In patients with reduced LVEF who require chronic pacing and in whom frequent ventricular pacing is expected, biventricular pacing may be considered.

C

HF: heart failure; LOE: level of evidence; LV: left ventricular; LVEF: left ventricular ejection fraction; NYHA: New York Heart Association.

National Institute for Health and Care Excellence

The NICE (2014) guidance provided recommendations on CRT for heart failure. The recommendations for patients with left ventricular ejection fraction of 35% or less are listed in Table 4.

Table 4. Guidelines on Management of Cardiac Resynchronization Therapy for Heart Failure

Indication

Recommendation

NYHA class I-IV with QRS interval <120 ms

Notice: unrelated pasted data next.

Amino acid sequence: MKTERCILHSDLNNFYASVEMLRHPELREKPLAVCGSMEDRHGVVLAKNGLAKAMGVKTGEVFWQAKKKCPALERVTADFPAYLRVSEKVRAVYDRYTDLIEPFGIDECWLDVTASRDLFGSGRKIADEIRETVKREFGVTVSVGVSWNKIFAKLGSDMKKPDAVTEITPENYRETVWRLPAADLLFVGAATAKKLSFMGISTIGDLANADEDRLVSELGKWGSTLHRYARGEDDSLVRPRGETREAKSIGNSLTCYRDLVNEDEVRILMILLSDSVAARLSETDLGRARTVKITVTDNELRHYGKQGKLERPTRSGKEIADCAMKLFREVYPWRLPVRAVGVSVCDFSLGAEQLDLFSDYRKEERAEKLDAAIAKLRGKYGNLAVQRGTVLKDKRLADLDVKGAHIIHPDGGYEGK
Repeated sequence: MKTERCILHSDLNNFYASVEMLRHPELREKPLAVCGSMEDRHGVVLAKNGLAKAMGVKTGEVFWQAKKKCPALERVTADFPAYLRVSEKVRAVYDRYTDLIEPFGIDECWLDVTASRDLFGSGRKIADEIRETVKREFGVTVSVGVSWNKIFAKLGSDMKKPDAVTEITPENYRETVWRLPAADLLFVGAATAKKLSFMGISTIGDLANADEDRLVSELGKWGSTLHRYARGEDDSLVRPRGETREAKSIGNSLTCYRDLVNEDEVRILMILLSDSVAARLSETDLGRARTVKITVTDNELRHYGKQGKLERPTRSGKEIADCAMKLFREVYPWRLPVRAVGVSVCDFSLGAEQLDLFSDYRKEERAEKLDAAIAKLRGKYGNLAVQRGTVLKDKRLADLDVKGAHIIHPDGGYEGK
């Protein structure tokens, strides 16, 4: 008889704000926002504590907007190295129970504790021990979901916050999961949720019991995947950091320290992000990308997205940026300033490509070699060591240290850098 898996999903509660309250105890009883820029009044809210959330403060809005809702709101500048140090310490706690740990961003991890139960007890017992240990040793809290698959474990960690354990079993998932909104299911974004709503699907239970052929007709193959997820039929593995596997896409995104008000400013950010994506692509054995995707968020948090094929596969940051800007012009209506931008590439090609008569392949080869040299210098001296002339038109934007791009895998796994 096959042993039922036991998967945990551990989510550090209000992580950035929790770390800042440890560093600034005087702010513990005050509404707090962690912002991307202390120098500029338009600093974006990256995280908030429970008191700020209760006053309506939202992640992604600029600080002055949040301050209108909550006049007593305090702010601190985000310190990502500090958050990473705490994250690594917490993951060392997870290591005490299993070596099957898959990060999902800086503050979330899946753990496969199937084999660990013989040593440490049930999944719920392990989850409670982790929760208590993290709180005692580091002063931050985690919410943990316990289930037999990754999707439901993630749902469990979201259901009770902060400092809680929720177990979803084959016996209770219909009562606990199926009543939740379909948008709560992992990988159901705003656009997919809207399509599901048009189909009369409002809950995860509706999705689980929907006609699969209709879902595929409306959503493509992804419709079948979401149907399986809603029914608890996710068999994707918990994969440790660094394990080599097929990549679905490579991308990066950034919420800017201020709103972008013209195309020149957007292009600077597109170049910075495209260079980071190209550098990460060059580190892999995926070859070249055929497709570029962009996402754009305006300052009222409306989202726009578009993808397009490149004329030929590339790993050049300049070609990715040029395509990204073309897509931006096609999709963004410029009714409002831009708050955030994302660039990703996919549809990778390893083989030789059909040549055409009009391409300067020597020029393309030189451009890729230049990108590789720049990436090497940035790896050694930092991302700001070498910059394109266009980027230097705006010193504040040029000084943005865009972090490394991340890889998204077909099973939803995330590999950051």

CRT not recommended

NYHA class IV with QRS interval 120 to 149 ms and without LBBB

CRT-P recommended

NYHA class II-III with QRS interval 120 to 149 ms and with LBBB

CRT-D recommended

NYHA class III-IV with QRS interval 120 to 149 ms and with LBBB

CRT-P recommended

NYHA class I-III with QRS interval ≥150 ms (with or without LBBB)

CRT-D recommended

NYHA class III-IV with QRS interval ≥150 ms (with or without LBBB)

CRT-P recommended

CRT: cardiac resynchronization therapy; CRT-D: cardiac resynchronization therapy with implantable cardioverter-defibrillator; CRT-P: cardiac resynchronization therapy with pacemaker; LBBB: left bundle branch block; NYHA: New York Heart Association.

U.S. Preventive Services Task Force Recommendations

Not applicable

KEY WORDS:

InSync®, Biventricular Pacemaker, biventricular pacing, congestive heart failure (CHF), pacemaker, cardiac resynchronization, CRT, cardiac resynchronization therapy, Viva™ Quad XT, Viva Quad S, Attain Performa®, Dynagen, Inogen, OptiVol™, Triple site CRT, Triventricular Pacemaker, intrathoracic fluid monitoring sensor; WiSE-CRT, EBR Systems

APPROVED BY GOVERNING BODIES: